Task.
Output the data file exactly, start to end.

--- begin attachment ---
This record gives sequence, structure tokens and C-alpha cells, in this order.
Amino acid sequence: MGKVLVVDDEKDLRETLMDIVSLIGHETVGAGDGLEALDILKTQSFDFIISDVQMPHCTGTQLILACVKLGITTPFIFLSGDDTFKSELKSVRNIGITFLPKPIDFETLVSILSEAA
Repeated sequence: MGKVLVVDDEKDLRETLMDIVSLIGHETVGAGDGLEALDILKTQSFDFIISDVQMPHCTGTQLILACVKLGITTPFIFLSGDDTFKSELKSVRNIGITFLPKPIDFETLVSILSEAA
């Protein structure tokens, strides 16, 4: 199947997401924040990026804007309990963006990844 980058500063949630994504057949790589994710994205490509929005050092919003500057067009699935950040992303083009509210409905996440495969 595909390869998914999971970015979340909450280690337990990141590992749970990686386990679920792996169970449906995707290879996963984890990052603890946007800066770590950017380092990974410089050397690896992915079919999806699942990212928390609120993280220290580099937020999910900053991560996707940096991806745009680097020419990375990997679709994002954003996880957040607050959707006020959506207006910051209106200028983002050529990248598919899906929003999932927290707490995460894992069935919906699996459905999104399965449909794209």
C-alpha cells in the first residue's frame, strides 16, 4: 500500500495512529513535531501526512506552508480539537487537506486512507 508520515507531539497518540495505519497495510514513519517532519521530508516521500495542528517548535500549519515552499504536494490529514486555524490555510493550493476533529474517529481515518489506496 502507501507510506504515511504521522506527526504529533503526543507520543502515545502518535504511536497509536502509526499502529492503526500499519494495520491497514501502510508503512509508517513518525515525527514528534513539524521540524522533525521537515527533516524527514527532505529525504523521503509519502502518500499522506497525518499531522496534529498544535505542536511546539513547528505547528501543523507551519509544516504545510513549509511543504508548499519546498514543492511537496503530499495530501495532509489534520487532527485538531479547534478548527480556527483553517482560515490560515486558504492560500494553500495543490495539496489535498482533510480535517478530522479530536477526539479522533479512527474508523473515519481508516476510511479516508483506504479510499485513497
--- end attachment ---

This record gives sequence, structure tokens and C-alpha cells, in this order.
Amino acid sequence: MGKVLVVDDEKDLRETLMDIVSLIGHETVGAGDGLEALDILKTQSFDFIISDVQMPHCTGTQLILACVKLGITTPFIFLSGDDTFKSELKSVRNIGITFLPKPIDFETLVSILSEAA
Repeated sequence: MGKVLVVDDEKDLRETLMDIVSLIGHETVGAGDGLEALDILKTQSFDFIISDVQMPHCTGTQLILACVKLGITTPFIFLSGDDTFKSELKSVRNIGITFLPKPIDFETLVSILSEAA
């Protein structure tokens, strides 16, 4: 199947997401924040990026804007309990963006990844 980058500063949630994504057949790589994710994205490509929005050092919003500057067009699935950040992303083009509210409905996440495969 595909390869998914999971970015979340909450280690337990990141590992749970990686386990679920792996169970449906995707290879996963984890990052603890946007800066770590950017380092990974410089050397690896992915079919999806699942990212928390609120993280220290580099937020999910900053991560996707940096991806745009680097020419990375990997679709994002954003996880957040607050959707006020959506207006910051209106200028983002050529990248598919899906929003999932927290707490995460894992069935919906699996459905999104399965449909794209």
C-alpha cells in the first residue's frame, strides 16, 4: 500500500495512529513535531501526512506552508480539537487537506486512507 508520515507531539497518540495505519497495510514513519517532519521530508516521500495542528517548535500549519515552499504536494490529514486555524490555510493550493476533529474517529481515518489506496 502507501507510506504515511504521522506527526504529533503526543507520543502515545502518535504511536497509536502509526499502529492503526500499519494495520491497514501502510508503512509508517513518525515525527514528534513539524521540524522533525521537515527533516524527514527532505529525504523521503509519502502518500499522506497525518499531522496534529498544535505542536511546539513547528505547528501543523507551519509544516504545510513549509511543504508548499519546498514543492511537496503530499495530501495532509489534520487532527485538531479547534478548527480556527483553517482560515490560515486558504492560500494553500495543490495539496489535498482533510480535517478530522479530536477526539479522533479512527474508523473515519481508516476510511479516508483506504479510499485513497